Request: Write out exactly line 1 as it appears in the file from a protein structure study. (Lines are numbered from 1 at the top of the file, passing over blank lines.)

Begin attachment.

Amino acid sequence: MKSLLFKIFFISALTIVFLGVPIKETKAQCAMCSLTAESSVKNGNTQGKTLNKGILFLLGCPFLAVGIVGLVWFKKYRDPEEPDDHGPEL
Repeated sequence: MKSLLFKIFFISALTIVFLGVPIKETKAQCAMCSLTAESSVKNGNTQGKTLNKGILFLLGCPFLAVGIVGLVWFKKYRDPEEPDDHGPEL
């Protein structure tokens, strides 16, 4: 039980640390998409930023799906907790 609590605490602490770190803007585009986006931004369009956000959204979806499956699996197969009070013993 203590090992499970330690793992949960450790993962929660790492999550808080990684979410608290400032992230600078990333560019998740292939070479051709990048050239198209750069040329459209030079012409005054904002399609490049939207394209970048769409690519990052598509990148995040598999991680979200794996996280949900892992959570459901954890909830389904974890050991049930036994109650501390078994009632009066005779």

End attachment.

Amino acid sequence: MKSLLFKIFFISALTIVFLGVPIKETKAQCAMCSLTAESSVKNGNTQGKTLNKGILFLLGCPFLAVGIVGLVWFKKYRDPEEPDDHGPEL